It’s true that you can drive from Dublin to Belfast in just under two hours, but you will be zooming past many truly amazing visitor sites – ancient Stone Age tombs, the Mountains of Mourne, St Patrick country, Game of Thrones filming locations, forests, a Royal Palace, the Peace Maze and both Carlingford and Strangford Loughs.
If you have time, slow down and take a leisurely drive up North, picking and choosing a few sites to visit along the way. At the very least you should loop through Rostrevor and over the Mournes but in fact, with so much to do, you could consider spending a few days in this beautiful area.
1. Dublin to Newgrange / Brú ná Boinne
44 min (51 km / 32 miles)
Visitor Centre, Donore, Drogheda, Co. Meath, Republic of Ireland, A92 EH5C – website
Newgrange, also known as Brú ná Boinne (Palace on the Boyne), is a 5,200-year-old passage tomb and is designated as a World Heritage site. The tomb is particularly remarkable as the central passageway is aligned so that the winter solstice (22 December) sun shines directly down this central passageway to the core of the structure in an amazing example of Stone Age ingenuity.
You can only visit the site by taking an organised tour from the the newly refurbished Visitor Centre, which is located a little distance from the tomb itself. You’ll also find an exhibition at the Visitor Centre that explores the seasonal nature of Stone Age society, the significance of the solar cycle, ceremonies and the monument building process.
Tickets for individuals or small groups of 14 or fewer people are issued on a daily first come first served basis only and at the moment, will not be available for pre-booking. Tickets are limited and tours fill up so this makes the process a bit hit and miss. However, in early 2020 we are promised an online booking system for new tour options from 1st March 2020.
2. Newgrange to Rostrevor
Head toward Rostrevor (58 min (77 km / 48 miles)) via Newry, a cathedral city. You will cross the border into Northern Ireland (the UK) on this sector of your journey although the only significant indication is that the speed signs change to miles per hour not kilometres, so watch your speed.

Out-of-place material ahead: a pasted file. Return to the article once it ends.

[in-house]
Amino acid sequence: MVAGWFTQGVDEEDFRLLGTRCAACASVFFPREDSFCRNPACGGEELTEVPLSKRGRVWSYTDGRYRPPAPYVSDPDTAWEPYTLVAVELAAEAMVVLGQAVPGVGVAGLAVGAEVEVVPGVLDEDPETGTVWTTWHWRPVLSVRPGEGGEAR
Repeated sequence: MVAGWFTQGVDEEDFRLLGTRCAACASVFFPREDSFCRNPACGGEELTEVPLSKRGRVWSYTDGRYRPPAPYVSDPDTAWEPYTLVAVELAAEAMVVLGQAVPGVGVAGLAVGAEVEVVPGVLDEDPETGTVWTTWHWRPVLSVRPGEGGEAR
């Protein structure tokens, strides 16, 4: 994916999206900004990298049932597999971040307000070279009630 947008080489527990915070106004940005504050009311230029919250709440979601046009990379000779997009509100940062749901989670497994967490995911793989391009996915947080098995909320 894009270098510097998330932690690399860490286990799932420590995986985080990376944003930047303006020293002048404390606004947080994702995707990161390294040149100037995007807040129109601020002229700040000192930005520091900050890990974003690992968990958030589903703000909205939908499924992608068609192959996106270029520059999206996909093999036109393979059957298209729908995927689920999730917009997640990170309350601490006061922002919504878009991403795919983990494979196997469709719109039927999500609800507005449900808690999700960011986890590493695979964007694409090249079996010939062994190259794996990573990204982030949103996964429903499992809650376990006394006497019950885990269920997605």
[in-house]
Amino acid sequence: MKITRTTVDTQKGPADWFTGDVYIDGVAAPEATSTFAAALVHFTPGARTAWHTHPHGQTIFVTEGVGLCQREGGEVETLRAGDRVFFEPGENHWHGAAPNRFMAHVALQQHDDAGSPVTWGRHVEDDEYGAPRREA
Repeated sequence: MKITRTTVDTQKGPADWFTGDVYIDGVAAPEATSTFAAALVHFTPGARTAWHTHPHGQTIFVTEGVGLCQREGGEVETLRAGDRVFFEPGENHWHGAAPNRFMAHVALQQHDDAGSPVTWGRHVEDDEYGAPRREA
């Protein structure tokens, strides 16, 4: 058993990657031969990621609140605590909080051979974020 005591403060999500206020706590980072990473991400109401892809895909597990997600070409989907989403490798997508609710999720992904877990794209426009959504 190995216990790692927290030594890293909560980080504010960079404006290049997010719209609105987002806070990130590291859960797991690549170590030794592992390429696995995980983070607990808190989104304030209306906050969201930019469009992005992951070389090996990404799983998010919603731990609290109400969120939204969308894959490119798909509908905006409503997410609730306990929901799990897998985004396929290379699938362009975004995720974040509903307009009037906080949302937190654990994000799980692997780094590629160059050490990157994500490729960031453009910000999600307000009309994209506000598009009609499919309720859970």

After Newry you will drive past Narrow Water Castle (for me this is The Narrows from Game of Thrones). It guards the entrance to the Newry river as it enters Carlingford Lough. The Northern Ireland / Republic of Ireland border runs down the centre of the Lough. You will be driving along the Northern shore, looking over the Lough to the Cooley Mountains of the Republic, and with the Mournes above you to your left.
Rostrevor is an attractive town on the Lough with a pretty river running through it. We’ve stayed at the Rostrevor Inn on one of our Mourne hiking weekends – comfortable rooms, hot showers, a great breakfast and live traditional music in the downstairs bar most evenings.
However, you do not need to go into Rostrevor but can continue your drive along Carlingford Lough.
3. Rostrevor to Tollymore Forest Park via the Mournes scenic loop
This is truly what I think of as the Real Ireland. This road climbs up the mountain and around the mountain and loops back around and down into the lovely seaside town of Newcastle. If you do nothing else, take this drive.
Tollymore Forest Park
£5 / car entry fee